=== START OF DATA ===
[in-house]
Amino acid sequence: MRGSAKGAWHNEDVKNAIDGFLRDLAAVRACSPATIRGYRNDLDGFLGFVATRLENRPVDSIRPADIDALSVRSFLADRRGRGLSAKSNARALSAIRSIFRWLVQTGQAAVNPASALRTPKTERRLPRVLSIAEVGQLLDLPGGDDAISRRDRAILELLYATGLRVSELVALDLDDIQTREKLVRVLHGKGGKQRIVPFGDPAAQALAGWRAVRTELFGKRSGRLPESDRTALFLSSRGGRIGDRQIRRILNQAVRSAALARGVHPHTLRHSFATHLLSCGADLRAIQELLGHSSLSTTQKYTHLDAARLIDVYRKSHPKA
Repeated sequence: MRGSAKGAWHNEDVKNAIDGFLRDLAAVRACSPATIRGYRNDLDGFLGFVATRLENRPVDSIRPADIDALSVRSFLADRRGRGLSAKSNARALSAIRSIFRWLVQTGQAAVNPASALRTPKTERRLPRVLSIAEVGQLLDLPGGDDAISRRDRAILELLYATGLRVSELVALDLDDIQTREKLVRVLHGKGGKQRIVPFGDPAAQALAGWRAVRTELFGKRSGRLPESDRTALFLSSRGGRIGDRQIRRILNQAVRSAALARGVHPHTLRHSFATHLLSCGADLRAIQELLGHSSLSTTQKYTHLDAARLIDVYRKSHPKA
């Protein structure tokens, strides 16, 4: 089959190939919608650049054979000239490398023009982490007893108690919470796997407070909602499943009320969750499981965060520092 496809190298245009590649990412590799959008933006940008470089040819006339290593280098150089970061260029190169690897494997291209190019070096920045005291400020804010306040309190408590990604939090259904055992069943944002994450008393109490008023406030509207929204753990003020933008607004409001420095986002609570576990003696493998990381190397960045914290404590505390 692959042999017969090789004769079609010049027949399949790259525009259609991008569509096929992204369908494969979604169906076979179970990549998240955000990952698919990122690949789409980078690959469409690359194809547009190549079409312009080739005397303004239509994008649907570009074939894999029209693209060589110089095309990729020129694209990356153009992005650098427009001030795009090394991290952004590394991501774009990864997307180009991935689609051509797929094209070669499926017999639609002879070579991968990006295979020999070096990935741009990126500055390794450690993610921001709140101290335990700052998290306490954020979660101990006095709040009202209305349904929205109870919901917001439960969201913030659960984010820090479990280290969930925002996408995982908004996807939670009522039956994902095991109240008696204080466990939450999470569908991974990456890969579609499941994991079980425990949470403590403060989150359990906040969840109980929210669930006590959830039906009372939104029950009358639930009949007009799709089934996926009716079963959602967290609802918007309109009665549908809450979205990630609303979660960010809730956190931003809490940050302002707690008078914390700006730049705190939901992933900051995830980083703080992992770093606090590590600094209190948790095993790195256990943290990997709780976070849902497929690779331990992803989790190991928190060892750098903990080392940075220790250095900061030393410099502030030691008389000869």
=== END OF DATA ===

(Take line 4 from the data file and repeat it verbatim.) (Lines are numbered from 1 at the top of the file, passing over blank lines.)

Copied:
């Protein structure tokens, strides 16, 4: 089959190939919608650049054979000239490398023009982490007893108690919470796997407070909602499943009320969750499981965060520092 496809190298245009590649990412590799959008933006940008470089040819006339290593280098150089970061260029190169690897494997291209190019070096920045005291400020804010306040309190408590990604939090259904055992069943944002994450008393109490008023406030509207929204753990003020933008607004409001420095986002609570576990003696493998990381190397960045914290404590505390 692959042999017969090789004769079609010049027949399949790259525009259609991008569509096929992204369908494969979604169906076979179970990549998240955000990952698919990122690949789409980078690959469409690359194809547009190549079409312009080739005397303004239509994008649907570009074939894999029209693209060589110089095309990729020129694209990356153009992005650098427009001030795009090394991290952004590394991501774009990864997307180009991935689609051509797929094209070669499926017999639609002879070579991968990006295979020999070096990935741009990126500055390794450690993610921001709140101290335990700052998290306490954020979660101990006095709040009202209305349904929205109870919901917001439960969201913030659960984010820090479990280290969930925002996408995982908004996807939670009522039956994902095991109240008696204080466990939450999470569908991974990456890969579609499941994991079980425990949470403590403060989150359990906040969840109980929210669930006590959830039906009372939104029950009358639930009949007009799709089934996926009716079963959602967290609802918007309109009665549908809450979205990630609303979660960010809730956190931003809490940050302002707690008078914390700006730049705190939901992933900051995830980083703080992992770093606090590590600094209190948790095993790195256990943290990997709780976070849902497929690779331990992803989790190991928190060892750098903990080392940075220790250095900061030393410099502030030691008389000869």